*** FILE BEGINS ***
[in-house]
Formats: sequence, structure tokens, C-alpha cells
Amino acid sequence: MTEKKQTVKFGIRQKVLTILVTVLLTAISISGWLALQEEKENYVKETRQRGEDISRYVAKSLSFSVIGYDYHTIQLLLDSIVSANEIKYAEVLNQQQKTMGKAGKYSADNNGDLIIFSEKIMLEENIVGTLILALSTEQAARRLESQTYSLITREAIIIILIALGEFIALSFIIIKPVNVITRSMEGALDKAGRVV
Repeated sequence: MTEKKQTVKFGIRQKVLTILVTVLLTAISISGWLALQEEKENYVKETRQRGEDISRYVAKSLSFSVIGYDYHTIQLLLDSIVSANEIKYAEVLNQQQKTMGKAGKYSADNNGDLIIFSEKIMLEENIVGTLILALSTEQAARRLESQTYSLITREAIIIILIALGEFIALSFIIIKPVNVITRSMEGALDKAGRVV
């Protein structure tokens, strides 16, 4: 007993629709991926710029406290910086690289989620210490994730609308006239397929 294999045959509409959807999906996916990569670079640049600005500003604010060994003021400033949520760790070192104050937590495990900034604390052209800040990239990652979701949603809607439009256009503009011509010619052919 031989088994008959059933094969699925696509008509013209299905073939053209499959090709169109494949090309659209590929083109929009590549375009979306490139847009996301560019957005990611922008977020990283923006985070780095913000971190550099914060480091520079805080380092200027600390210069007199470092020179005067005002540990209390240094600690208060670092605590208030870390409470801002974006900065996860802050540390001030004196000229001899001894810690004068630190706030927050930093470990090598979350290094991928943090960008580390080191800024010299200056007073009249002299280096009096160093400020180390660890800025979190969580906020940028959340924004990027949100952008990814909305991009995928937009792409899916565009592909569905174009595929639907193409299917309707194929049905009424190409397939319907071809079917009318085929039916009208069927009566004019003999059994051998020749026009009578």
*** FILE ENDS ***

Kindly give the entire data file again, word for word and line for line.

[in-house]
Formats: sequence, structure tokens, C-alpha cells
Amino acid sequence: MTEKKQTVKFGIRQKVLTILVTVLLTAISISGWLALQEEKENYVKETRQRGEDISRYVAKSLSFSVIGYDYHTIQLLLDSIVSANEIKYAEVLNQQQKTMGKAGKYSADNNGDLIIFSEKIMLEENIVGTLILALSTEQAARRLESQTYSLITREAIIIILIALGEFIALSFIIIKPVNVITRSMEGALDKAGRVV
Repeated sequence: MTEKKQTVKFGIRQKVLTILVTVLLTAISISGWLALQEEKENYVKETRQRGEDISRYVAKSLSFSVIGYDYHTIQLLLDSIVSANEIKYAEVLNQQQKTMGKAGKYSADNNGDLIIFSEKIMLEENIVGTLILALSTEQAARRLESQTYSLITREAIIIILIALGEFIALSFIIIKPVNVITRSMEGALDKAGRVV
């Protein structure tokens, strides 16, 4: 007993629709991926710029406290910086690289989620210490994730609308006239397929 294999045959509409959807999906996916990569670079640049600005500003604010060994003021400033949520760790070192104050937590495990900034604390052209800040990239990652979701949603809607439009256009503009011509010619052919 031989088994008959059933094969699925696509008509013209299905073939053209499959090709169109494949090309659209590929083109929009590549375009979306490139847009996301560019957005990611922008977020990283923006985070780095913000971190550099914060480091520079805080380092200027600390210069007199470092020179005067005002540990209390240094600690208060670092605590208030870390409470801002974006900065996860802050540390001030004196000229001899001894810690004068630190706030927050930093470990090598979350290094991928943090960008580390080191800024010299200056007073009249002299280096009096160093400020180390660890800025979190969580906020940028959340924004990027949100952008990814909305991009995928937009792409899916565009592909569905174009595929639907193409299917309707194929049905009424190409397939319907071809079917009318085929039916009208069927009566004019003999059994051998020749026009009578």